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I think real sailors might be annoyed by the failure to follow convention, but they can figure it out. It's non-sailors who would be confused by the authentic arrow, if anyone.

 

 

I concur with this.  The large majority of NA players now and to come - I have no statistics but it's pretty much guaranteed, and I would venture a guess at 80% or greater - are not seasoned and serious sailors like the OP.  They're gamers.  For that contingent, it's much more direct and sensible to show the wind in-game exactly like it is now.  This isn't a real-world simulator, why make it harder for the gamers than it should be?  (even if it's more true to life as pointed out).  There's lots of discussions on the forum about what is good gameplay versus realism, this is another good example.  Leave the wind pointing to where it's going.  People associate an arrowhead to where something is headed.

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They might also mistake it ( i've seen a few ) to where they should point for best wind.

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"If you get disoriented by a full 180 degrees without this arrow, then you have major situational awareness issues."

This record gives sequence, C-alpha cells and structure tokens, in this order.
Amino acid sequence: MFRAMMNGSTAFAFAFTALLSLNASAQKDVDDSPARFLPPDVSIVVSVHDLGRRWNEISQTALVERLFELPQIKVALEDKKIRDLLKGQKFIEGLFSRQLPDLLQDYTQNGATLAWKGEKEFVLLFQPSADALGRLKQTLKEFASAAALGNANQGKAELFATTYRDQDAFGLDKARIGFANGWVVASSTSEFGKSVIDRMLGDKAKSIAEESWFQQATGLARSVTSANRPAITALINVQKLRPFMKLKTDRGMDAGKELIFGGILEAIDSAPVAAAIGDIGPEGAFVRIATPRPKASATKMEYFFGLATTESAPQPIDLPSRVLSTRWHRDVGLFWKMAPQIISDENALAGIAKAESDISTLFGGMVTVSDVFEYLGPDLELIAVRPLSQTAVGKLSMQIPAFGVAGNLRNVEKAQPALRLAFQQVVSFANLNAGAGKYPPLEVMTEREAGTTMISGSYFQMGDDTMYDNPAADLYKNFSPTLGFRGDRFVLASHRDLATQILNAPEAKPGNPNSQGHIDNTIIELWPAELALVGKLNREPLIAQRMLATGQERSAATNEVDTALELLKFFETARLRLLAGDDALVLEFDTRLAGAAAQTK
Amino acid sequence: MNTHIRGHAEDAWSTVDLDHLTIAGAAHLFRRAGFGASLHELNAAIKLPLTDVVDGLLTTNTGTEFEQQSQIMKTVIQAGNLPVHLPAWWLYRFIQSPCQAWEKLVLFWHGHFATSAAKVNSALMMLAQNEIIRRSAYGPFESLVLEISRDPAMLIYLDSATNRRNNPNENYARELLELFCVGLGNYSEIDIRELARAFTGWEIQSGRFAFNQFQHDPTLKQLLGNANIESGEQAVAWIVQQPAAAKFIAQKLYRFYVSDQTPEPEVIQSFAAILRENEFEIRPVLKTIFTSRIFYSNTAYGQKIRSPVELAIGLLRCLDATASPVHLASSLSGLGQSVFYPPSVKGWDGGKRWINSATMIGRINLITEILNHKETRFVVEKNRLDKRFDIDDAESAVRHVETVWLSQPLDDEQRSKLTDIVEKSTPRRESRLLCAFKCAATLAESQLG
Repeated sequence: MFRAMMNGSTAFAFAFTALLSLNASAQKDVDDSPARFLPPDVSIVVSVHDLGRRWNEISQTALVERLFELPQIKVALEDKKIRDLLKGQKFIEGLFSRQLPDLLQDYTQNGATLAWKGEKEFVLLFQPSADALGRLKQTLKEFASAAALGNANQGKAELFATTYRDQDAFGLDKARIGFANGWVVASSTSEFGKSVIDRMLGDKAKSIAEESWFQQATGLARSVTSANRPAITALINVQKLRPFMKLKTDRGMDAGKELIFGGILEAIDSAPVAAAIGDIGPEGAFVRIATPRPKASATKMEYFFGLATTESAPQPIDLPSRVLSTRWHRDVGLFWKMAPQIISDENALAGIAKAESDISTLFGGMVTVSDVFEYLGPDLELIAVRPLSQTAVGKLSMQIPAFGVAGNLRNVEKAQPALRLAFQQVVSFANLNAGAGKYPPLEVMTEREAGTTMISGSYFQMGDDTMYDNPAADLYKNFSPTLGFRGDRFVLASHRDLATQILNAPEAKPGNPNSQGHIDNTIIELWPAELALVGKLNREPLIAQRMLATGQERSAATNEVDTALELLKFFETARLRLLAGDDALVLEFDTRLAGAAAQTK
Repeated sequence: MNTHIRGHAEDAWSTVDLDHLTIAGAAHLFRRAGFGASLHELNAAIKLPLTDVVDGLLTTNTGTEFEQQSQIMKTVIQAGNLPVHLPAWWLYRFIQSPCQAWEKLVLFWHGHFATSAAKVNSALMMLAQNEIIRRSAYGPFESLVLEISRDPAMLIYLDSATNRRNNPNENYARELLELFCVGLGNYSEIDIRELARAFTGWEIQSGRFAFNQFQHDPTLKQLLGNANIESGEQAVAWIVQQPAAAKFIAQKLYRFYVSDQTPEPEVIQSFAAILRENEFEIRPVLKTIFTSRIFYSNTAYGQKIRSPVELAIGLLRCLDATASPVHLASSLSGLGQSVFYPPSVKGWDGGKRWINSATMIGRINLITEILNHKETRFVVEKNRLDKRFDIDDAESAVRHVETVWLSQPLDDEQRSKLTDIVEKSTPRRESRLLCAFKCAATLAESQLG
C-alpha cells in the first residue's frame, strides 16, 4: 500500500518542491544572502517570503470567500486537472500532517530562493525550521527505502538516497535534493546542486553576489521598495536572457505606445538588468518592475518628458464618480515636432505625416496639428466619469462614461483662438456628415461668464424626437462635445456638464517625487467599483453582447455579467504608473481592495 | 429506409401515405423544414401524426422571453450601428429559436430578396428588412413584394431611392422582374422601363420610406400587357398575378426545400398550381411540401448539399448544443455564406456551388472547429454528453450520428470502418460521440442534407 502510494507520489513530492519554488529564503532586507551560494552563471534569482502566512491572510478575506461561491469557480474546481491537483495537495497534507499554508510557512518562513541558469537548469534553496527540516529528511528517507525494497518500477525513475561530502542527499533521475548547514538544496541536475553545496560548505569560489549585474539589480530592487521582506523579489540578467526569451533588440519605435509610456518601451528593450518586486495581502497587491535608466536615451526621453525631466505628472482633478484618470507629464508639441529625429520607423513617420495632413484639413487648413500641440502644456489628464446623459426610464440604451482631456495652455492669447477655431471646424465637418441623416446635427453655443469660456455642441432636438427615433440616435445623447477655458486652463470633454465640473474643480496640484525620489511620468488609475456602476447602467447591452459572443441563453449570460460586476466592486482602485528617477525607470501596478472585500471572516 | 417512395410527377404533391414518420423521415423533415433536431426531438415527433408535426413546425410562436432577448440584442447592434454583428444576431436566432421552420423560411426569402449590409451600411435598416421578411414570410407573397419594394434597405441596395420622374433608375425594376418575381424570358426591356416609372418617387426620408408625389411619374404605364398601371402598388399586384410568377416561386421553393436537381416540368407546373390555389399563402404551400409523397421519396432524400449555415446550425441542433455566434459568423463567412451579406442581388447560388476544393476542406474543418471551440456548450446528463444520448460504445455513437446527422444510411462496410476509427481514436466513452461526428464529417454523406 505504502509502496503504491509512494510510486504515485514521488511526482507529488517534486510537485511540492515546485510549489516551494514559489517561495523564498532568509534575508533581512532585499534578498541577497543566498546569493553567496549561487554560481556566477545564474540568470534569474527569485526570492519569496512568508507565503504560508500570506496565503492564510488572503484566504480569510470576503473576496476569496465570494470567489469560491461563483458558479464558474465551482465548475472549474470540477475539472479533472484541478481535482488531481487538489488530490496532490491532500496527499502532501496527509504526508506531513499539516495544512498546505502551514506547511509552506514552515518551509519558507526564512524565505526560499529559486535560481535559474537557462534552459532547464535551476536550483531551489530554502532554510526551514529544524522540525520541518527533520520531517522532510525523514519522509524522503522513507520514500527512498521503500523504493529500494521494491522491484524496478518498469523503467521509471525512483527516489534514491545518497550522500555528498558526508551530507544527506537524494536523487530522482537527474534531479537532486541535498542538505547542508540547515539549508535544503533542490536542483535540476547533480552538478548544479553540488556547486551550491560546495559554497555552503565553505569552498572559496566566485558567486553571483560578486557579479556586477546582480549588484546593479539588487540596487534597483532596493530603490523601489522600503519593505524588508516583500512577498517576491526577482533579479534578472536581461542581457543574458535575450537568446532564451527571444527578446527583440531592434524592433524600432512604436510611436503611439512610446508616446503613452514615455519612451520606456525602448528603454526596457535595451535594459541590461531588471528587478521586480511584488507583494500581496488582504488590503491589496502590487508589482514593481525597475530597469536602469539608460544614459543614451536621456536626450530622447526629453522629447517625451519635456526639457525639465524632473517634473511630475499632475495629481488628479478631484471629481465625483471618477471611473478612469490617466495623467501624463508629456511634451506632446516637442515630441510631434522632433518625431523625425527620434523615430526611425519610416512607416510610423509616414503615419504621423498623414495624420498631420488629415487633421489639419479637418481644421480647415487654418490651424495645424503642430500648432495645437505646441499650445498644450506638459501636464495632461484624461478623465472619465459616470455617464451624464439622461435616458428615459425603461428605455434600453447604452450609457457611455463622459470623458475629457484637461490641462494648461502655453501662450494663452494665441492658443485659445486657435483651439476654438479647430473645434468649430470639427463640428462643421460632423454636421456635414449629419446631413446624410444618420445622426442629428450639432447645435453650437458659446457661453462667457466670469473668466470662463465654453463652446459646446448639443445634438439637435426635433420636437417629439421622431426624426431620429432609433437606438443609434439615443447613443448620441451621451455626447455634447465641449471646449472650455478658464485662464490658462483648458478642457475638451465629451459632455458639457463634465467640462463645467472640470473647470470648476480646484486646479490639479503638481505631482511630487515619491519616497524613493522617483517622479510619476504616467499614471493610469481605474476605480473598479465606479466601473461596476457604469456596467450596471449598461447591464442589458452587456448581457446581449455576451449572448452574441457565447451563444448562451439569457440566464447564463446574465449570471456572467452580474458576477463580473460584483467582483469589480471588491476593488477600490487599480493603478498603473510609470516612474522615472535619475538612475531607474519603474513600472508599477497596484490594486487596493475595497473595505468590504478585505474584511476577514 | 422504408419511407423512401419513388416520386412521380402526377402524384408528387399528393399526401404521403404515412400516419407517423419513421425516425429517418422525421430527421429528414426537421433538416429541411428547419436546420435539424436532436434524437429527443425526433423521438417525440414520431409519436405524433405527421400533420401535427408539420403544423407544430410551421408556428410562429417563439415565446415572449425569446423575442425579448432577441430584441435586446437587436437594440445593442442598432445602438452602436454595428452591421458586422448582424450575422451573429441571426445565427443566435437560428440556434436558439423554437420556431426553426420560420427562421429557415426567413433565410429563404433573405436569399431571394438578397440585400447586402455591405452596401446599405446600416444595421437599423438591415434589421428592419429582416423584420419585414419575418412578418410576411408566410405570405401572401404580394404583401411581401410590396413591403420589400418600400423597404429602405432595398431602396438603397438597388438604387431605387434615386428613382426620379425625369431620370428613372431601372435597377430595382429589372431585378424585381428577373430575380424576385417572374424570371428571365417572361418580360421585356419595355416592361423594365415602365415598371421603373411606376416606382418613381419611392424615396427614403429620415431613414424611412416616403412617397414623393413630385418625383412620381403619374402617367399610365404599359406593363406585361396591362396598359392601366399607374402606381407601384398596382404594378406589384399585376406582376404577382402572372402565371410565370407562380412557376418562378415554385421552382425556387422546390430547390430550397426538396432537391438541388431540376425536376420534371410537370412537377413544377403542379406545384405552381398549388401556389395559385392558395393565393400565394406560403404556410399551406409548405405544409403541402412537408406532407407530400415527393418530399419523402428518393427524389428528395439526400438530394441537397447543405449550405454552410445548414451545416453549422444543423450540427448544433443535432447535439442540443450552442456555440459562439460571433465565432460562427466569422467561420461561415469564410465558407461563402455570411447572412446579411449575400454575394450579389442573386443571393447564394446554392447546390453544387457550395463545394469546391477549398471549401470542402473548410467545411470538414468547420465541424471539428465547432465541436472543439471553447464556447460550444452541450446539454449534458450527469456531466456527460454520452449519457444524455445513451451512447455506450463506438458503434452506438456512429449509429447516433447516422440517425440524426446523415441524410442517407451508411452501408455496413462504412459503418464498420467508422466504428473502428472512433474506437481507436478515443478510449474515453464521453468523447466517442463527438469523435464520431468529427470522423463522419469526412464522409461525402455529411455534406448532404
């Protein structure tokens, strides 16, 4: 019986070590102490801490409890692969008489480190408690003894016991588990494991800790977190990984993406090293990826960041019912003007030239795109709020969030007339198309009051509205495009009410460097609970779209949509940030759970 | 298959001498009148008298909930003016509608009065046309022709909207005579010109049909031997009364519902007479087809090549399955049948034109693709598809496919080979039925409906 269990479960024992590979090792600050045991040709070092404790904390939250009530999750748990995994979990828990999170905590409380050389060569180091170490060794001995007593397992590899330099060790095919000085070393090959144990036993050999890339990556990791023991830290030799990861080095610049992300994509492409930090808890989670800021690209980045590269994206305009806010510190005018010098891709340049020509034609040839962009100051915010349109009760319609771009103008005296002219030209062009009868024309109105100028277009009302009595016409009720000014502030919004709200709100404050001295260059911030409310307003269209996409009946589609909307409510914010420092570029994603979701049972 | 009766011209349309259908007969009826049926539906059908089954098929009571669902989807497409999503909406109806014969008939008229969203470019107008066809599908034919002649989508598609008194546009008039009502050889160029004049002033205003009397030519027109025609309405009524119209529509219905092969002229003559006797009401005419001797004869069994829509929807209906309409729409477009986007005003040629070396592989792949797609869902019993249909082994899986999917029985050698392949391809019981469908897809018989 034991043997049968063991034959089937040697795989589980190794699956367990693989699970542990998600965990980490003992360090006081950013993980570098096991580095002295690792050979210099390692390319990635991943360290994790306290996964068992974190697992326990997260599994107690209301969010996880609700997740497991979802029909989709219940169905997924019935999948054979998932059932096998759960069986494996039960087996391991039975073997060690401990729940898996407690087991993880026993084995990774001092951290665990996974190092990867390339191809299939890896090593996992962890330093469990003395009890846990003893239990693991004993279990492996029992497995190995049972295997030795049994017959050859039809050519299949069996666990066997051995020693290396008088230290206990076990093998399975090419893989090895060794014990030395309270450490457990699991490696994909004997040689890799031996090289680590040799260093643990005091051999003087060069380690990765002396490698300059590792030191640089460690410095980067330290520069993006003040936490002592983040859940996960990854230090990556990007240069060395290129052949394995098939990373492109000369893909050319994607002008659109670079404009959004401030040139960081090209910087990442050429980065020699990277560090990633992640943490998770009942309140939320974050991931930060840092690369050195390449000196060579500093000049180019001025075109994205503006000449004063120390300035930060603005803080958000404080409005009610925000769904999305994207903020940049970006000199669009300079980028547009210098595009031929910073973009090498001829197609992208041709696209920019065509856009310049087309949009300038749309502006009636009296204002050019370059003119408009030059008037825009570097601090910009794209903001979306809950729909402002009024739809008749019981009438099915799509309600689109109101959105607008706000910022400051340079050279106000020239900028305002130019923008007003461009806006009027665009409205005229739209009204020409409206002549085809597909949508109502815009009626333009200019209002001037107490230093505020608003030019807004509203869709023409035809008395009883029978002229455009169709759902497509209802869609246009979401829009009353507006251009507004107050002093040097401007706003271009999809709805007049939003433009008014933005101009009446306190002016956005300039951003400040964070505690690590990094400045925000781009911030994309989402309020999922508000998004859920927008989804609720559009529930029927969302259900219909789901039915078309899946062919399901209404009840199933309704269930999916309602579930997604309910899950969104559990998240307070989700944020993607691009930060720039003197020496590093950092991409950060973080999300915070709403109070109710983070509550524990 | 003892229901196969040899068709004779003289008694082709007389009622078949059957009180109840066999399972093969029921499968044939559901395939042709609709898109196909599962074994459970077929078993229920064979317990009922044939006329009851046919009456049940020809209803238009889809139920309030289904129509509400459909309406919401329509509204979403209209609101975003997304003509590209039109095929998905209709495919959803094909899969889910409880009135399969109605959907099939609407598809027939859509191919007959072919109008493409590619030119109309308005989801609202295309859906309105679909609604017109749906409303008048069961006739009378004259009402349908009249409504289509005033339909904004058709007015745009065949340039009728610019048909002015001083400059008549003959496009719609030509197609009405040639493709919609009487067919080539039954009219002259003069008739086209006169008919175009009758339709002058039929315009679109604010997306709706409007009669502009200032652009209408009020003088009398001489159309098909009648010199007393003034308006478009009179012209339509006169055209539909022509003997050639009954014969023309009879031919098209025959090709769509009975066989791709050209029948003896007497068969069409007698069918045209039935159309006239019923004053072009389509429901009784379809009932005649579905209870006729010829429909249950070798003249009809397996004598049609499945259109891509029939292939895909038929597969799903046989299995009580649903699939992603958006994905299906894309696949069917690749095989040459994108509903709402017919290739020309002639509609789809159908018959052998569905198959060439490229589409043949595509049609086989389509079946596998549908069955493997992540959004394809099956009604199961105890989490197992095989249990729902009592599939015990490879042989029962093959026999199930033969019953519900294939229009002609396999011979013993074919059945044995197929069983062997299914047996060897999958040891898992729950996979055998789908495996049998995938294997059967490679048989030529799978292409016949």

Yes but in real sailing you have actual wind. You can tell the direction from getting blasted In the face or the back of the head.

The indicator in NA shows where your hat just blew off to lol.

Edited by SeaMist

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Wind is always discussed in terms of where it is coming from and not where it going to. Just look at any wind gauge on a building and you will see it points where the wind is coming from and not were it is going. There is a simple reason for this, because that is the direction that weather will be coming from.

 

Now did it confuse me? No, but that does not mean it won't be confusing to others. Some people can adapt to some things quicker to others. Mentally I just viewed the representation to be an indicator of the flow and not the origin. Someone else may not make that connection so intuitively.

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"If you get disoriented by a full 180 degrees without this arrow, then you have major situational awareness issues."

Yes but in real sailing you have actual wind. You can tell the direction from getting blasted In the face or the back of the head.

The indicator in NA shows where your hat just blew off to lol.

As a sailor you can look at your sails and immediately tell what tack you're on. This will verify how the wind indicator works.

 

If you are not a sailor and cannot read the sails, then you are helpless.

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That's actually what confused me. I was asking myself how that sail configuration could possibly be right for that wind direction. It doesn't help that the cutter sails so well in OW close hauled. Then after a while I realised........good goddess, the wind direction is reversed!

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That's actually what confused me. I was asking myself how that sail configuration could possibly be right for that wind direction. It doesn't help that the cutter sails so well in OW close hauled. Then after a while I realised........good goddess, the wind direction is reversed!